Providing Interoperability to a Pervasive Healthcare System Through the HL7 CDA Standard

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The authors begin by defining "pervasive healthcare" and "pervasive healthcare systems" (PHS), describing it as a model of healthcare delivery that relies on "ubiquitous computing technology" to deliver healthcare outside its traditional constraints and taking a patient-centered approach[1]. They note that the technology brings challenges of "interoperability, scalability and security"; the authors of this paper focus primarily on the challenge of interoperability, examining the case of the application Gestational Diabetes Mellitus Management System (GDDMS). The application is "a PHS based on multiagent systems to continuously monitor women affected by Gestational Diabetes Mellitus (GDM)". The authors developed an implementation of the HL7 CDA (Clinical Document Architecture) standard to provide interoperability for this application, and conclude that their methods could be used for other PHS applications to achieve interoperability.

GDMMS Pervasive Healthcare System

The GDMMS application runs on Android phones; the patient with the phone can enter information about their condition such as symptoms and readings. The section goes into some technical detail about the application's architecture, covering security layers, load balancers, communications protocols, and so forth.

Interoperability in the GDMMS

This section specifies which medical data elements are handled by the application; the authors note that they have built the communication channel from the phone to the server by implementing the CDA document standard to encapsulate the data. They include UML diagrams and XML samples to demonstrate how the data is represented by the application.

CDA Header

The CDA Header section describes how the data schema is defined in the XML document. It describes how each node in the XML schema is used by the specification, including LOINC codes that specify what type of information is being presented.

CDA Body

The body section describes how the data values that fall under the above header items are represented.

Physiological Parameters

This section describes the XML mapping and the SNOMED CT codes that are used to define the data values represented, as well as their display names. The values include blood pressure, heart rate, blood sugar, and weight. Measurement timestamps and unit denominators are included where appropriate.


Symptoms are represented using ICD-10 coding. Timestamps are again included.


ATC[2] codes are used to represent medications used to control the diabetic symptoms; their use in the application is explained similarly to the above sections. The authors explain that they had to define a data element to describe the dose actually taken vs the dose prescribed because diabetes is a patient-managed disease; they explain that their use of the locally-defined element is within the scope of the specification.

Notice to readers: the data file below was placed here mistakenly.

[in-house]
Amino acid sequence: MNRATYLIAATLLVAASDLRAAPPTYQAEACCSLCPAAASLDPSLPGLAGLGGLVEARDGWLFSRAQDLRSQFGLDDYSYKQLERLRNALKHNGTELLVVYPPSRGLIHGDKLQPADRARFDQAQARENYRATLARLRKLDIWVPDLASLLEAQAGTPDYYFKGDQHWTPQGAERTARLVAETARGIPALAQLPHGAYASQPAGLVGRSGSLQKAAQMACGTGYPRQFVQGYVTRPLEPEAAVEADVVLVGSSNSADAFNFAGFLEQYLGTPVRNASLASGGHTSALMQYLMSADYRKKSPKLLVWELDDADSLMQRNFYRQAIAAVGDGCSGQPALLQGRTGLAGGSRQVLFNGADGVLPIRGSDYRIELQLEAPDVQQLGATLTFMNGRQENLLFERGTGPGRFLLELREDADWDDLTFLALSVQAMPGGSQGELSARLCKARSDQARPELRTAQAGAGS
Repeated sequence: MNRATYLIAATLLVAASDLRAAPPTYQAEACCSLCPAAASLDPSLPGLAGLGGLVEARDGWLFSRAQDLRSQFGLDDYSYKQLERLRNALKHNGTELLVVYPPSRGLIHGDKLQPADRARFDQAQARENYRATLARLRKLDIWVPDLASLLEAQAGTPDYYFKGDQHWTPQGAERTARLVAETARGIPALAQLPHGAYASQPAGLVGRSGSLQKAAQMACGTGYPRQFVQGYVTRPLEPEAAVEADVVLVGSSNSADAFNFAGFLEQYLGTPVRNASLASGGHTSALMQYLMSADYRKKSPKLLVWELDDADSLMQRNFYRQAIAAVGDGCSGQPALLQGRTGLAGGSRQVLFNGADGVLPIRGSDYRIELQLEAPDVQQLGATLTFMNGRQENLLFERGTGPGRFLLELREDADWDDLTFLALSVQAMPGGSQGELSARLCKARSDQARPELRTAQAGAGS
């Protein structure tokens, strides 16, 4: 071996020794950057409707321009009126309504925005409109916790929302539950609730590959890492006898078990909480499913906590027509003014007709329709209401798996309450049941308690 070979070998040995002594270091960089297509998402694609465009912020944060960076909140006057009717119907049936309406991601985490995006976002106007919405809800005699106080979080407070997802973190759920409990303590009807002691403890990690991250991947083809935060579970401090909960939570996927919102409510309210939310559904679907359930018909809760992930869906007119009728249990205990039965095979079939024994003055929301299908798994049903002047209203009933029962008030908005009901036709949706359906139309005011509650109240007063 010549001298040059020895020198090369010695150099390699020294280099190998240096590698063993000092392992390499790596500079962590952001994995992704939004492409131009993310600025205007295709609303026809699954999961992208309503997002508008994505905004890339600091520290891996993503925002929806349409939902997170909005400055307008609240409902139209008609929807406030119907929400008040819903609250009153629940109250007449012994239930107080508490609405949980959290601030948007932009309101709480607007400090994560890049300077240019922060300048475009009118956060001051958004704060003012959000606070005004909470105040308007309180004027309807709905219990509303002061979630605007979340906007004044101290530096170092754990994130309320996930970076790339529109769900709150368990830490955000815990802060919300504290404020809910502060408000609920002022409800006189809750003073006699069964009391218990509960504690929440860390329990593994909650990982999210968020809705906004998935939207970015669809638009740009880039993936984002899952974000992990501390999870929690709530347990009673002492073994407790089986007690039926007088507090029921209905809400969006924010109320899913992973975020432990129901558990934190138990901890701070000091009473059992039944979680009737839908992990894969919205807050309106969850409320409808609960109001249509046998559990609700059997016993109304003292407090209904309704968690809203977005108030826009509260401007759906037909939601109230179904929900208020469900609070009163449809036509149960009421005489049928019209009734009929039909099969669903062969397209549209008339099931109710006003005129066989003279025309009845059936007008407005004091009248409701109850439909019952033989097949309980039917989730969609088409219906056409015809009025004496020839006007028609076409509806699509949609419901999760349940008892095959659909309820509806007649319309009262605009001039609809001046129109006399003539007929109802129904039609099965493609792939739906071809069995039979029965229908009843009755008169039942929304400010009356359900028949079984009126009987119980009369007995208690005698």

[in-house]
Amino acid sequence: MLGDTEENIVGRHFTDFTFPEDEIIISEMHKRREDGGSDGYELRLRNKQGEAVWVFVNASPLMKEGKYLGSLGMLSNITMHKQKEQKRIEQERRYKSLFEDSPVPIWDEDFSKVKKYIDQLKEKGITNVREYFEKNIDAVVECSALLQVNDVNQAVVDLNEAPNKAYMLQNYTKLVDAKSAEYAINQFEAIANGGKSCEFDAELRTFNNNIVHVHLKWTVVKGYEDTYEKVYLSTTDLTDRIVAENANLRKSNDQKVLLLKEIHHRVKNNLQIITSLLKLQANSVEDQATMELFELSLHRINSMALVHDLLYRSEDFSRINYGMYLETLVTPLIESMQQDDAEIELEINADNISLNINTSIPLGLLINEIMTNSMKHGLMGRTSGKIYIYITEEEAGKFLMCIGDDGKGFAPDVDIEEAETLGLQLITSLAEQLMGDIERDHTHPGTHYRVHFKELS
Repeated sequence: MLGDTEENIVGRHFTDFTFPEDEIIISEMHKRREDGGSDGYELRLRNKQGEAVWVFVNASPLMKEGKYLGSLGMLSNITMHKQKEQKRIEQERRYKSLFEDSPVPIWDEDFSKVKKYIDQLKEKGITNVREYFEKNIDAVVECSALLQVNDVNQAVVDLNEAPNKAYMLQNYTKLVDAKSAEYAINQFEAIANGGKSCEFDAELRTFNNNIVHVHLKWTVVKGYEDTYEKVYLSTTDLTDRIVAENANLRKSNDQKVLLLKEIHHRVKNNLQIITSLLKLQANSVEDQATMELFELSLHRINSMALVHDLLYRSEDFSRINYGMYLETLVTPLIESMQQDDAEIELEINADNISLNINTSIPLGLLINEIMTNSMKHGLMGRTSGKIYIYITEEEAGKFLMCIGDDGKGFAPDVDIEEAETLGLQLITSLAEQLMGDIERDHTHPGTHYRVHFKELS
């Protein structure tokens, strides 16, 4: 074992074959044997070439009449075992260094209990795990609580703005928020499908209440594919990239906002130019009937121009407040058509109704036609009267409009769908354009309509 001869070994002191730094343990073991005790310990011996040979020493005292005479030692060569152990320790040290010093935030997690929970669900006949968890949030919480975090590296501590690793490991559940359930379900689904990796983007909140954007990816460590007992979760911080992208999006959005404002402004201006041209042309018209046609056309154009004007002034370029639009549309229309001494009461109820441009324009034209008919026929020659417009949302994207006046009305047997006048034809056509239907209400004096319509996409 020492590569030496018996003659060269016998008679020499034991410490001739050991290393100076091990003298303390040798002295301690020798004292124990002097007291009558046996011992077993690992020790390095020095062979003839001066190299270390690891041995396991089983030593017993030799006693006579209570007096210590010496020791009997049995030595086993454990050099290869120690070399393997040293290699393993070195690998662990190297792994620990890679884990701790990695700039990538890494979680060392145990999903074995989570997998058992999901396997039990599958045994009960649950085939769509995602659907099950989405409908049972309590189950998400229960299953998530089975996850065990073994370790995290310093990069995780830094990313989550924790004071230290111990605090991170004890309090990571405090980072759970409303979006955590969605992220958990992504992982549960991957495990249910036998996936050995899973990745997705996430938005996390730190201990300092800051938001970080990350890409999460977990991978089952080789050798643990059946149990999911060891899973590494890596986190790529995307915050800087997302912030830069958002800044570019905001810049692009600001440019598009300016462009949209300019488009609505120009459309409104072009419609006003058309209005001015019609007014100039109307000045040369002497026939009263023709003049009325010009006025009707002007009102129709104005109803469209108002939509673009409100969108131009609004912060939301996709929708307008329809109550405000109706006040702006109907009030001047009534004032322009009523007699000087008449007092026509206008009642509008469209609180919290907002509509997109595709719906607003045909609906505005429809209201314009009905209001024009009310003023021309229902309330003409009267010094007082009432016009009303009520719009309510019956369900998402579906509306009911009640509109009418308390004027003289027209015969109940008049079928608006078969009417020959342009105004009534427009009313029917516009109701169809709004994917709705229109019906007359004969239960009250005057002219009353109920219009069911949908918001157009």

The authors note that the use of the locally-defined schema element does have an impact on interoperability; each system consuming the data must be validated for use with the data. The authors note that the CDA specification facilitates this effort, but the method of facilitation is not discussed.

The discussion also covers the authors' literature search; they describe related work done by others in the realm of pervasive healthcare. The paper cites work done with home health care applications and Alzheimer's care. In the Alzheimer's setting, they describe a "smart home" setup that incorporates sensor data into the messages sent to the PHS, not only patient-entered data as in the case of the GDMMS. Another paper cited describes a system for heart monitoring, using sensors, that would convey data automatically to a healthcare provider. The emphasis of the discussion is on the value of CDA for interoperability.

The authors also consider PHMR, the Personal Healthcare Monitoring Record, which is "an implementation guide for the CDA which constrains the elements of the CDA header and body". PHMR is designed to support the integration of sensor and other objective data into the CDA model, but the authors contrast with this noting that their model uses subjective data (symptoms) and therefore cannot be represented in the constrained model.

Conclusions and Future Work

The authors note that the papers they found in their literature search did not focus on interoperability, while they went into some depth to describe how their application was implemented to provide for interoperability. They believe that the CDA should be extended to include elements such as their locally-defined "dose administered" field to improve interoperability.

My Impressions

This was an interesting paper to read. It gives a sense of the importance of a standard like CDA for interoperability, and goes into some depth about how this is achieved. I was disappointed, however, that they did not go into detail about how the CDA can be used to facilitate validation when the XML schema has local modifications; it would seem that the authors assume too much about the knowledge of their readership.

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  1. Brugués, A., Bromuri, S., Pegueroles, J., & Schumacher, M. (2015). Providing Interoperability to a Pervasive Healthcare System Through the HL7 CDA Standard. 15th International HL7 Interoperability Conference Proceedings, 5-12. Retrieved October 1, 2015, from